Diesel exhaust exposure ups amyotrophic lateral sclerosis risk in men
Men with high levels of exposure to diesel exhaust are at greater risk of developing amyotrophic lateral sclerosis (AML), as shown in a recent study. This is not true for women.
The case–control study examined the association between occupational exposures to diesel exhaust and AML risk in 1,639 ALS patients and 151,975 controls. Cumulative DE exposures were estimated using a job exposure matrix.
Occupational exposure to diesel exhaust was reported in 85 percent in the ALS group and 83 percent in the control group. Skilled workers comprised the greatest proportion of diesel exhaust-exposed ALS patients (34 percent) and controls (35 percent).
On conditional logistic regression analyses, diesel exposure at 10-year lag periods was positively associated with ever experiencing diesel exhaust exposure among men (adjusted odds ratio [aOR], 1.20; 95 percent CI, 1.05–1.38) but not among women.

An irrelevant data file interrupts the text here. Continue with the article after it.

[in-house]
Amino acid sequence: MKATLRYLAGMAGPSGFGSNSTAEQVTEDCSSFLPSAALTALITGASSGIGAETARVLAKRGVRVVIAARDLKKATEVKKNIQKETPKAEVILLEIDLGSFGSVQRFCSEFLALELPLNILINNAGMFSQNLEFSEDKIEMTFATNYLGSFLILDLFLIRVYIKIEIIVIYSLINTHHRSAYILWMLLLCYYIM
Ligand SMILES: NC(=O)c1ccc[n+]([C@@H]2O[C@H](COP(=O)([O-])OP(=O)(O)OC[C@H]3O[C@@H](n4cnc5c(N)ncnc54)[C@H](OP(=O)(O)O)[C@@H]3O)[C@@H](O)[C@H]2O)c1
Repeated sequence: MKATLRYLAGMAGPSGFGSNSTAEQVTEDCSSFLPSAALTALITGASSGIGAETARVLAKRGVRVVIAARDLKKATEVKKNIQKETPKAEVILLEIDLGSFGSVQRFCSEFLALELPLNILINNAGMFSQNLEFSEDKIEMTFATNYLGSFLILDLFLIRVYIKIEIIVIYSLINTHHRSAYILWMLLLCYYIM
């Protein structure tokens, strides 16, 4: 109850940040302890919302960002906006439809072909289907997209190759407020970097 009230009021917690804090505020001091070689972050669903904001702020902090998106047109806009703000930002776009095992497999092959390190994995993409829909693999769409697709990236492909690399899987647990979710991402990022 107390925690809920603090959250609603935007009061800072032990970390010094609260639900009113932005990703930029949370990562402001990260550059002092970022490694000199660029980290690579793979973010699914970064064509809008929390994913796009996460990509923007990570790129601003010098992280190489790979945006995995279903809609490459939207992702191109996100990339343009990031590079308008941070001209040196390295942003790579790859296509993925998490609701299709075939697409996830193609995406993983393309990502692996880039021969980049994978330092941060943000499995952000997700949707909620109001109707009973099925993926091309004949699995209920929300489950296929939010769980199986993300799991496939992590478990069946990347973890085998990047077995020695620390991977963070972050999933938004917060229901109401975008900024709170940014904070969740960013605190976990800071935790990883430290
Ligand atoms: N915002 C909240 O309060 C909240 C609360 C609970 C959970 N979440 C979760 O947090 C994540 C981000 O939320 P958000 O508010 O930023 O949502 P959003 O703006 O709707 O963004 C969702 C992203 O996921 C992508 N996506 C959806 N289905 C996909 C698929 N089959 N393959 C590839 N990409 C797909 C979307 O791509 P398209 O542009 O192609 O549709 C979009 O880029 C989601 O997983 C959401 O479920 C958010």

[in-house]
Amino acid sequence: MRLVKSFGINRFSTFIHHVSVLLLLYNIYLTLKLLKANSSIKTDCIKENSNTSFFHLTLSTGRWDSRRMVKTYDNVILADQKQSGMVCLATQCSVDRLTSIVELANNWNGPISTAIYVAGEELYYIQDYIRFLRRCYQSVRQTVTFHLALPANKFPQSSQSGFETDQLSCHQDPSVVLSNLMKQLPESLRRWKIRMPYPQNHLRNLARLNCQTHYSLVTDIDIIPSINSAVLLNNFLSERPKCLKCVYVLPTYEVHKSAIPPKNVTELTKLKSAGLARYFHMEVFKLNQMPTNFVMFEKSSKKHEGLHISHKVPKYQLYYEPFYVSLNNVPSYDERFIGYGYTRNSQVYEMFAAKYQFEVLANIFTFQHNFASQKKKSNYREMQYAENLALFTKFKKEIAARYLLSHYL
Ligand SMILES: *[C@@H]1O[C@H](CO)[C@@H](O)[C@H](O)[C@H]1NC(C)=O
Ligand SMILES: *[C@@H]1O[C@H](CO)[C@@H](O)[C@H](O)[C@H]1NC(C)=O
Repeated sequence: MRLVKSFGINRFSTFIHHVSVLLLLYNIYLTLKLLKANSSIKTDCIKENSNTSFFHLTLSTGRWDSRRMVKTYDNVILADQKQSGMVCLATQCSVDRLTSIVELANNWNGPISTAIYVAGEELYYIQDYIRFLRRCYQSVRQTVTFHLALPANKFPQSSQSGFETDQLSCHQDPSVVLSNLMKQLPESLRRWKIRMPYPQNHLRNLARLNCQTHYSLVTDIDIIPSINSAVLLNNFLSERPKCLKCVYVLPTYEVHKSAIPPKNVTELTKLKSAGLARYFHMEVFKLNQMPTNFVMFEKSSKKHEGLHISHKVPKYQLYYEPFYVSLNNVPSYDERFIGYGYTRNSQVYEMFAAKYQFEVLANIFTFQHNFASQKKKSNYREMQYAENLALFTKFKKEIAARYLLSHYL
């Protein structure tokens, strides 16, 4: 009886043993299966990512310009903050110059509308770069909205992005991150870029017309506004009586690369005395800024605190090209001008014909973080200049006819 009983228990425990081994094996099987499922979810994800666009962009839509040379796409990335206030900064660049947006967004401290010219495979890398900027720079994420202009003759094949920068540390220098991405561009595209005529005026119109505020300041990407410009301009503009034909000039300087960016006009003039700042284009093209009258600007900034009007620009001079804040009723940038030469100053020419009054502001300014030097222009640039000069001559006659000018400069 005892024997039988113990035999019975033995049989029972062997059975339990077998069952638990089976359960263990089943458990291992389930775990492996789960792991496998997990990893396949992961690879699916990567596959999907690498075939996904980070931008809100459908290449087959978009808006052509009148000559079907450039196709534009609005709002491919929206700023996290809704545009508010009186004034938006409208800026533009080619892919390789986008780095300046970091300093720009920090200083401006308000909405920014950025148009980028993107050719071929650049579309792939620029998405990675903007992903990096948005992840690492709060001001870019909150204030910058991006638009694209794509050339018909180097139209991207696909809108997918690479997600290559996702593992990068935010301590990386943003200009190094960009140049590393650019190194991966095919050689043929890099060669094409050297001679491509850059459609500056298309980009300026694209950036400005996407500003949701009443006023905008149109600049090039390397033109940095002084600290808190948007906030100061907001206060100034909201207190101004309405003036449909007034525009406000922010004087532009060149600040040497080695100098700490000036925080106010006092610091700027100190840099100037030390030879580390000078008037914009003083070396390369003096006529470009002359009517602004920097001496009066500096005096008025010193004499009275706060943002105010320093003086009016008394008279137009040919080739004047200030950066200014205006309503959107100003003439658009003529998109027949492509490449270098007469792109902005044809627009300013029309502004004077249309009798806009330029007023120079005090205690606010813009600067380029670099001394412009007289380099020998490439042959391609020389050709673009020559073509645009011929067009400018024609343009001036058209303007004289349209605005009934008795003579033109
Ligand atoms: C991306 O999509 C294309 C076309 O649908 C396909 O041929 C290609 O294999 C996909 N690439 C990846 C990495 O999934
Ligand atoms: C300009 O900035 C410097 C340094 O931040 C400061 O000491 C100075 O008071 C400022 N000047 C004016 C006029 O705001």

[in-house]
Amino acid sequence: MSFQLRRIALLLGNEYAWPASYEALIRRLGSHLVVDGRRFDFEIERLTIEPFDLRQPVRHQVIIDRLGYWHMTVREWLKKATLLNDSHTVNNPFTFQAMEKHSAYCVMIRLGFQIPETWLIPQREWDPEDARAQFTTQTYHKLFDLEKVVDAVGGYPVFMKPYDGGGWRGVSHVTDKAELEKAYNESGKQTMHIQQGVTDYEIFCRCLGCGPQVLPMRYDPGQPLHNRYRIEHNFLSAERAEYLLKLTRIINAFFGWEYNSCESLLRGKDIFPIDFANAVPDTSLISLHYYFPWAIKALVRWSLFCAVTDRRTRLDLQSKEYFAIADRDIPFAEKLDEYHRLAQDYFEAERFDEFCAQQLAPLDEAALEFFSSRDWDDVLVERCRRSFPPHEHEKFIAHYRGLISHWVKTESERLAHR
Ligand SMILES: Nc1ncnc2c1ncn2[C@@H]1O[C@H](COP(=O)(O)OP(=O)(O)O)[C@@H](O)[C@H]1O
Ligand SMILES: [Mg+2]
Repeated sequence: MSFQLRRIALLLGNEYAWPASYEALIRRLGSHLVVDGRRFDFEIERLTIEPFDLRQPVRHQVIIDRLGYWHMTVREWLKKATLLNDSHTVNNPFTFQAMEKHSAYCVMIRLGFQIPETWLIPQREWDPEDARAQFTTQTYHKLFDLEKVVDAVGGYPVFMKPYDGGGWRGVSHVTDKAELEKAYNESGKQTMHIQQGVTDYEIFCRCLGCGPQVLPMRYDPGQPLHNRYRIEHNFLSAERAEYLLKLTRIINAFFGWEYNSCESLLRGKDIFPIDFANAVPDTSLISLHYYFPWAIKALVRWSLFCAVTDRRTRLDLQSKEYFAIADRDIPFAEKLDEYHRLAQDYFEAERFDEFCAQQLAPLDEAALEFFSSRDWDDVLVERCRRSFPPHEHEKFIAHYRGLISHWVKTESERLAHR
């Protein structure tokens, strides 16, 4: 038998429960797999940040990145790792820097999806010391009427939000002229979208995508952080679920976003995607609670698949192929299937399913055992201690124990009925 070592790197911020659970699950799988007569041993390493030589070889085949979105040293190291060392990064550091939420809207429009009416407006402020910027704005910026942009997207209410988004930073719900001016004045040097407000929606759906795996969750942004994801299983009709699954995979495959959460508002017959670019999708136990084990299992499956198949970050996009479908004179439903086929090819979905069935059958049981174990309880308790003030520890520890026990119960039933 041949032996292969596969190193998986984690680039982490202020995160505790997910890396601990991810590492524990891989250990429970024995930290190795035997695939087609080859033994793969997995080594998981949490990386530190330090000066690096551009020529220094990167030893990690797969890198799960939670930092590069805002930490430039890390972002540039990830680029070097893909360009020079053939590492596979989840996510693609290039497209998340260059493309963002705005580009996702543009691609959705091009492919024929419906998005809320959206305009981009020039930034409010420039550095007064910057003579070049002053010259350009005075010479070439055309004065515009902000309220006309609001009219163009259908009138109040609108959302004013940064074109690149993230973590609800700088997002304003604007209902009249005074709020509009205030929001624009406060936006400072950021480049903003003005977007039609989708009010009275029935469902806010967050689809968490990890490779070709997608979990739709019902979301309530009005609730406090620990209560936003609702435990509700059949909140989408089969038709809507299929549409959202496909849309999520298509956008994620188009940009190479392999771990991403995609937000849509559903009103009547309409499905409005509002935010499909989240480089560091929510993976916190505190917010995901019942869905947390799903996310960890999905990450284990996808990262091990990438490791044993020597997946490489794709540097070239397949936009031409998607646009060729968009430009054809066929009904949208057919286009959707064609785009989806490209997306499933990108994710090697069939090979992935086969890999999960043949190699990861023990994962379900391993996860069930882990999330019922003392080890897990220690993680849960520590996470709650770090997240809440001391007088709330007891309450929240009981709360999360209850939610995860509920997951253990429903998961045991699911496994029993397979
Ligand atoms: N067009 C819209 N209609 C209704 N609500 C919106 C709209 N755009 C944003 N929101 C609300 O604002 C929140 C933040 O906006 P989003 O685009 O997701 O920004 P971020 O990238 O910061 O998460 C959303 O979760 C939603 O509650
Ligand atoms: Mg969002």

In industries with >50 percent probability of diesel exhaust exposure, the highest quartile of exposure increased the risk of AML by about 40 percent during the 5-year (aOR, 1.40; 1.11–1.78) and 10-year lag periods (aOR, 1.41; 1.11–1.79) among men but not among women.
Given the mutagenic potential of diesel exhaust as well as the potential role of mutations and oxidative stress in ALS, the present data underline the importance of diesel exhaust exposure in ALS aetiology, researchers said.
While exposure assessment was assessed occupationally in the current study, widespread population exposures to diesel exhaust do occur from some traffic pollution, though most often at a lower level than the occupational exposures, they added.
In light of the widespread nature of diesel exhaust exposure but the rarity of ALS, an association between these two suggests that only certain people are sensitive to exposure to diesel exhaust, possibly determined by genetic profile, researchers pointed out.